by Zapato
With respect to Interventionism, the Nereids are like humanity's grandparents. Based on their vast experience, the Huaoshy view biological lifeforms as the "scum of the universe", much in the way we might view mildew on a shower wall. According to the ethical precepts of the Huaoshy, they are obligated to help primitive species like the Nereids, the Fru'wu and we humans to transcend our biological nature, as the Huaoshy did long ago. The Nereids, acting as Interventionists, long ago helped some of the Fru'wu establish a technological civilization that is free of direct Huaoshy oversight. Some of those "liberated" Fru'wu then took it upon themselves to intervene into the affairs of other species in our galaxy such as we humans. The middle part of Exode is concerned with Parthney's growing understanding of how his work as an Interventionist agent on Earth was made possible by the wider Interventionist movement, particularly the Fru'wu and the Nereid Interventionists.

After Parthney becomes aware of the Fru'wu and the Nereids, he is forced to concern himself with their motivations and he must decide if their interventions into human affairs are actually beneficial. Perhaps what the Huaoshy have in mind for humanity is the wisest course...maybe the Interventionists will only make things worse for Earth! Such nagging questions provide some of the basis for the horror elements in Exode. Finding himself off in the Andromeda galaxy, Parthney eventually reaches the point where all his worrying about Earth and humanity seems futile. Even if he knew what was best for humanity, how could he have any real impact on the course of events on Earth?

self-restraint
Finally, in the final part of Exode, events that were initiated by the Nereids (with the Fru'wu as their henchmen) are reaching a critical culmination on Earth. A fundamental question must be asked: might the wisest course for Interventionists be to act as to slow the pace of technological advance on Earth? Interventionists like Parthney must confront the possibility that if humanity is to survive then the Interventionists must restrain themselves.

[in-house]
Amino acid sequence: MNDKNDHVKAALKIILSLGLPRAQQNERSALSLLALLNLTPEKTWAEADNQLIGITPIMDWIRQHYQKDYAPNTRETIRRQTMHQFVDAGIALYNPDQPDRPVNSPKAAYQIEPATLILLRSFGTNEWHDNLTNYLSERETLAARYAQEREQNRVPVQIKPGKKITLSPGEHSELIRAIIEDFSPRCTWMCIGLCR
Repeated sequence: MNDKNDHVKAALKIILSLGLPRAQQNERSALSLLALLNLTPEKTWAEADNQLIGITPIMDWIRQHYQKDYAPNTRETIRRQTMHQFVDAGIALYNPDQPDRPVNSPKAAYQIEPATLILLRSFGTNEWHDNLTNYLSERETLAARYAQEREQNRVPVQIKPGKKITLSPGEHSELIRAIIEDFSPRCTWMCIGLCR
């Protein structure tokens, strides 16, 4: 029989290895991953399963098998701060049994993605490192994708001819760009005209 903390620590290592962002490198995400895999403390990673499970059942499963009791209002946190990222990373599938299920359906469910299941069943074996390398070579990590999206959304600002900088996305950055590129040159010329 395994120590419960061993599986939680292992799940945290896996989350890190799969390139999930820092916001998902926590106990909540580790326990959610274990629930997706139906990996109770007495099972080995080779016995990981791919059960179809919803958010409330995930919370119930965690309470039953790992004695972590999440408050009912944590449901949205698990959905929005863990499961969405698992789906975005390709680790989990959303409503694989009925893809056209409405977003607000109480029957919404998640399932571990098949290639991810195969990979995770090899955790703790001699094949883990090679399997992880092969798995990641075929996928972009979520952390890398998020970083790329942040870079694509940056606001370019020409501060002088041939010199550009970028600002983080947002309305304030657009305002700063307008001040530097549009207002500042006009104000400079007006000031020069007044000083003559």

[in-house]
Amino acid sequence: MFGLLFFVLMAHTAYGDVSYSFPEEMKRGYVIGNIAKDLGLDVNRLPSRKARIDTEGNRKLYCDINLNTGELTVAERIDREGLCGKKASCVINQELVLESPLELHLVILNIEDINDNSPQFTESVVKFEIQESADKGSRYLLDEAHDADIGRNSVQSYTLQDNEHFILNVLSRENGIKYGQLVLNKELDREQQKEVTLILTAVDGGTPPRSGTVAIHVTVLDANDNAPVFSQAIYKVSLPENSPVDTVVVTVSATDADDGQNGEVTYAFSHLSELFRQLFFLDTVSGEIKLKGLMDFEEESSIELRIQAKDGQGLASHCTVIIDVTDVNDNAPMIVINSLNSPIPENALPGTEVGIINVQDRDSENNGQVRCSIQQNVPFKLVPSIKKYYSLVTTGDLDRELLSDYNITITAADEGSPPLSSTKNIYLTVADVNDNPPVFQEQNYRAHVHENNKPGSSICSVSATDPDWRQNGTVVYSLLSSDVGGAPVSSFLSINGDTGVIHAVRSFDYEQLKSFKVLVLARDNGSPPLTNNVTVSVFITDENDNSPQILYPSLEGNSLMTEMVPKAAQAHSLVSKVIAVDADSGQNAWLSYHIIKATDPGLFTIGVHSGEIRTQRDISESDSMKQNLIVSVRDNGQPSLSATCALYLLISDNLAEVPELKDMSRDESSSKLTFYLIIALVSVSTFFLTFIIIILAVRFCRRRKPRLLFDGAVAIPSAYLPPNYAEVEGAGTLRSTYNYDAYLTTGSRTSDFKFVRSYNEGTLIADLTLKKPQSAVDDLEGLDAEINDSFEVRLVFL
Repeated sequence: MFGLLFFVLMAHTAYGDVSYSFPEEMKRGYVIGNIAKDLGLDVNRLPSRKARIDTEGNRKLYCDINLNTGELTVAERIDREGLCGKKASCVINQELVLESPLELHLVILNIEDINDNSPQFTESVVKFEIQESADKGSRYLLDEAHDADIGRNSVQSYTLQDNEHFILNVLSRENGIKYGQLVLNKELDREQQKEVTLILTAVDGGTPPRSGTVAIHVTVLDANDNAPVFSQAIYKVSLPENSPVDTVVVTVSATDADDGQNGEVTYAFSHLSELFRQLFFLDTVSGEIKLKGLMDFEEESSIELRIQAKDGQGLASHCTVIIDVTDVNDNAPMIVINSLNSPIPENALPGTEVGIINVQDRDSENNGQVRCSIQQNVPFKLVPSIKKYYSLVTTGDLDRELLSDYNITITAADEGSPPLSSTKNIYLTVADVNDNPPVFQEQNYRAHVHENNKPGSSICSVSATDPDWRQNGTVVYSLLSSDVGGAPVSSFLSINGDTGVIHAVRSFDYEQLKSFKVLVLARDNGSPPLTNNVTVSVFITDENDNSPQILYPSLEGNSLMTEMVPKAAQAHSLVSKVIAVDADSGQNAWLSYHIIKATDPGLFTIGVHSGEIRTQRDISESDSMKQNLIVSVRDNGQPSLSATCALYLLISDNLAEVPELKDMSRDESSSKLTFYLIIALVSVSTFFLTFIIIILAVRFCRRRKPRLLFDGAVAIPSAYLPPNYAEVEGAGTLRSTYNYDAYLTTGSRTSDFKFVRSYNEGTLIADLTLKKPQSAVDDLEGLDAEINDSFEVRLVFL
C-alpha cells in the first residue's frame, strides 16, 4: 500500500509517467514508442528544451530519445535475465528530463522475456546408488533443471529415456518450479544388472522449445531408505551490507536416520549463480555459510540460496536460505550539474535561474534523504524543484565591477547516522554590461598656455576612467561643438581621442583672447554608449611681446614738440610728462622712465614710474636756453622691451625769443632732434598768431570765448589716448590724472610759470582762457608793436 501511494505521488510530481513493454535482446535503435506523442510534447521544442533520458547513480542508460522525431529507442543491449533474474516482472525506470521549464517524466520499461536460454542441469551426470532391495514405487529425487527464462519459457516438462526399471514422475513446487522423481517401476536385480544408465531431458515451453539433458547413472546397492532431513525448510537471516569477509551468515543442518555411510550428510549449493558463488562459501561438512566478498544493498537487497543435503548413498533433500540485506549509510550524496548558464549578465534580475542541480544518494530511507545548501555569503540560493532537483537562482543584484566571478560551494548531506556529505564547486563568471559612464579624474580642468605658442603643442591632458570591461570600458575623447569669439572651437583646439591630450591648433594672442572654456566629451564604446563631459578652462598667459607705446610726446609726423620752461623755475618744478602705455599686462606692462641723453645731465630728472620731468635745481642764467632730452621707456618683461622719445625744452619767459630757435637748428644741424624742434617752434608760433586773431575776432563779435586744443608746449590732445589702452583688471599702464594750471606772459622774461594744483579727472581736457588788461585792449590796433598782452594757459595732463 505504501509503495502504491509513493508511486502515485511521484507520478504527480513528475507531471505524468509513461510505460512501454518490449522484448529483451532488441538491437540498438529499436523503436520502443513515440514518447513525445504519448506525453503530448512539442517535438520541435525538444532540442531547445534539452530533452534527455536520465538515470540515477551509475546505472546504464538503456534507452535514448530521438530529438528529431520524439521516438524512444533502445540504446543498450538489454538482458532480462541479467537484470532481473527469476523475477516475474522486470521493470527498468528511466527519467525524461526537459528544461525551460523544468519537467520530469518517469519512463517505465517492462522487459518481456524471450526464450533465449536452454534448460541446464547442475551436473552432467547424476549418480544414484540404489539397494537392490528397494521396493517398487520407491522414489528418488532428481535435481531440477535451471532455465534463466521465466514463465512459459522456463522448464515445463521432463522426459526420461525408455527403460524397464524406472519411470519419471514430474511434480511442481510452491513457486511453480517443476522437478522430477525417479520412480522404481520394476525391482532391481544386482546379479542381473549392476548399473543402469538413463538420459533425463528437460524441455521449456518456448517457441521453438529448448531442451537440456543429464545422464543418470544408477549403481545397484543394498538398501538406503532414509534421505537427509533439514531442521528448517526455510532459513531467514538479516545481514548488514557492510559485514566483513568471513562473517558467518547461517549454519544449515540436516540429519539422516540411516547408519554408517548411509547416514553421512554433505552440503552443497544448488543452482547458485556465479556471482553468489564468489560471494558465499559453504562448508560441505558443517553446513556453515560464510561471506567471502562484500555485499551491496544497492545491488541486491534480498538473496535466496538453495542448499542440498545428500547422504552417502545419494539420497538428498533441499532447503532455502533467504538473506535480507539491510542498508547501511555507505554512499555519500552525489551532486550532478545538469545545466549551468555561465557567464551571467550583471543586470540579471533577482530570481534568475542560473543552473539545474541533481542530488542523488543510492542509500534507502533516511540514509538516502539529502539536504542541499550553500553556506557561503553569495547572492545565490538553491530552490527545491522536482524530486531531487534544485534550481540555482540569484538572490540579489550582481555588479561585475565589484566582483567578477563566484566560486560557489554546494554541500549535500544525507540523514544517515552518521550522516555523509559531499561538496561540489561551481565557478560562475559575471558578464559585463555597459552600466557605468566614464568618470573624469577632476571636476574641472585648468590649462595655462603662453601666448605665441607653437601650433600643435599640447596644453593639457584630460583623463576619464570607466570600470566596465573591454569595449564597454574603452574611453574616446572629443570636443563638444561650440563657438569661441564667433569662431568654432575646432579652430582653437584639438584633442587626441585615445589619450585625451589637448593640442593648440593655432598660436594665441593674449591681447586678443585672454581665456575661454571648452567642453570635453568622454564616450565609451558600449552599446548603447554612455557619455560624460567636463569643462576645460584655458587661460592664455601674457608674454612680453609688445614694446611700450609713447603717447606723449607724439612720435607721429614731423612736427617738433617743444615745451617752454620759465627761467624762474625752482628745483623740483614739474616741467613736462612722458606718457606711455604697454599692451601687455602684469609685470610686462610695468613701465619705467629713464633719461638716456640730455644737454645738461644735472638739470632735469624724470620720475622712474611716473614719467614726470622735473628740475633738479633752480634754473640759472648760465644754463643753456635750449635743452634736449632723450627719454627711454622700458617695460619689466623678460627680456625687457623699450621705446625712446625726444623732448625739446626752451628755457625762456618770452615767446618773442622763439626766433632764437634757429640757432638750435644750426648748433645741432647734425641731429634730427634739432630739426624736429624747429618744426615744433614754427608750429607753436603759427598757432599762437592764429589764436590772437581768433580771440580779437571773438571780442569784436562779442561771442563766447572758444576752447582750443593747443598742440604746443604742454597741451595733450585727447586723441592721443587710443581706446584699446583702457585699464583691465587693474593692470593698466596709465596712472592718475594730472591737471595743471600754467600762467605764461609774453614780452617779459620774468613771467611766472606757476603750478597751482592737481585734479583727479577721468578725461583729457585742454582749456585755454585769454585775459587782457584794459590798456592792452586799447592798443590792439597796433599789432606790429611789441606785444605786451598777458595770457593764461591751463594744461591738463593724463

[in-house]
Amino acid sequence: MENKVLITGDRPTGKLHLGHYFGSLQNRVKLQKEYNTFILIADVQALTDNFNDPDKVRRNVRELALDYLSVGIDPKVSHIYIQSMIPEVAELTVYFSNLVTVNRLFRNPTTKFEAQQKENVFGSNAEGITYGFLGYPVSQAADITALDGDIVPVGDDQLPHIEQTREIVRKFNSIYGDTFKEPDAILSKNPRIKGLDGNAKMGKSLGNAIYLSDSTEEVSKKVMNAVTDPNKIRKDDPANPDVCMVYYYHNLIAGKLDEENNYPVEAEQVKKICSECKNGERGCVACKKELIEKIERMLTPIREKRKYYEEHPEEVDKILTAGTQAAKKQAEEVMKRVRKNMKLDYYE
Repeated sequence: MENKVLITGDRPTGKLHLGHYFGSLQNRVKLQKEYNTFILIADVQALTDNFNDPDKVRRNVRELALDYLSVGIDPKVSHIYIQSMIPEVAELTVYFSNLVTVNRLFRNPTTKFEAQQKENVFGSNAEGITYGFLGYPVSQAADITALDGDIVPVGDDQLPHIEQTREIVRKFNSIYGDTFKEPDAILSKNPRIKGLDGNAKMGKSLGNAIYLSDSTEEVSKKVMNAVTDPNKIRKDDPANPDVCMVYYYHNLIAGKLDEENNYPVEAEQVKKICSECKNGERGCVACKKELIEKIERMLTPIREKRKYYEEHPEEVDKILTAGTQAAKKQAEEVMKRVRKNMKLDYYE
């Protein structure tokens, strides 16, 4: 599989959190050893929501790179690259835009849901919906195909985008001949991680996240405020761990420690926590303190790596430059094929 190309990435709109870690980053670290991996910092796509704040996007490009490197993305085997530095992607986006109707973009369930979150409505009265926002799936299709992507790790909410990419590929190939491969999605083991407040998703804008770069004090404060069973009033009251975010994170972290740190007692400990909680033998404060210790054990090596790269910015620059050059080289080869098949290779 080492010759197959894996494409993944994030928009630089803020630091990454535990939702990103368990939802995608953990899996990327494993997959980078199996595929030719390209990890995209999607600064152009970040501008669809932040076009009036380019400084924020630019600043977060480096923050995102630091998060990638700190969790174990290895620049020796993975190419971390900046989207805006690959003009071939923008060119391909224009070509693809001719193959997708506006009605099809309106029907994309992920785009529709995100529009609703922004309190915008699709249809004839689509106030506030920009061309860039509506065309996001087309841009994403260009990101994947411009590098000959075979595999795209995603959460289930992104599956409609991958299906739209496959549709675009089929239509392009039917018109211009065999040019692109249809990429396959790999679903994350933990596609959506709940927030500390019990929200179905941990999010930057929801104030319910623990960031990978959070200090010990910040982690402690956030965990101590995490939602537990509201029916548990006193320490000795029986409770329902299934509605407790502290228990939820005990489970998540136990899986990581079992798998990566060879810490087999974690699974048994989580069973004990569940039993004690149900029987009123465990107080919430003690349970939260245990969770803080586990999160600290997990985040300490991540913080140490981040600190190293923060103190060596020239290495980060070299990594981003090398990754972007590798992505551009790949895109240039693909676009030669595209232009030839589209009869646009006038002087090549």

Are you a slave if you agree to do your master's bidding? The angst provoked by such questions is why the Huaoshy work so hard to make sure that primitive creatures like we humans remain ignorant of our origins. Exode is the story of how Parthney and Koch push their luck by struggling to learn the truth about human origins. The ending of Exode drops the questions raised by Parthney and Koch into the laps of we Earthlings.

Intervention: the Manual
I'm feeling a bit guilty for having completed a first draft of the first chapter of Exode without including any mention of Interventionists. Worlds such as Hemmal are designed to produce Interventionists, but Parthney departs Hemmal without knowing what he is getting himself into. He has heard talk of Earth, but no detailed information about Earth exists on Hemmal. However, what little he has heard provides Parthney with a tantalizing alternative to creation myth of the Prelands, even if most of the Buld who live on Hemmal view Earth as mythical.

After leaving Hemmal, Parthney quickly finds himself on the planet Oib (so he believes) where he finally realizes that traveling to Earth is actually possible. He learns of the long evolutionary history of humans on Earth and the great puzzle that provokes Interventionists and focuses their efforts: the Overseers act like a police force, watching over Earth and making sure that outsiders don't disrupt the natural course of events on Earth.

Chapter Two of Exode is about Parthney's journey to Oib. Chapter Three describes his time on Oib and I want readers to exercise their skepticism about both the Preland view of reality that Parthney grew up with on Hemmal and the tales of Earth that he hears while on Oib. Hopefully readers will feel a great sense of anticipation...in particular, I want Chapter Three to end without revealing when it is that Exode is taking place. Will Parthney arrive on Earth at some time in our past, in our contemporary world or at some time in our future? What will Parthney be able to accomplish on Earth...how will he change our world? Perhaps most importantly, will the reader have anxiety about the consequences of Parthney's mission to Earth...will he help we Earthlings or just bring us grief?

No comments:

Post a Comment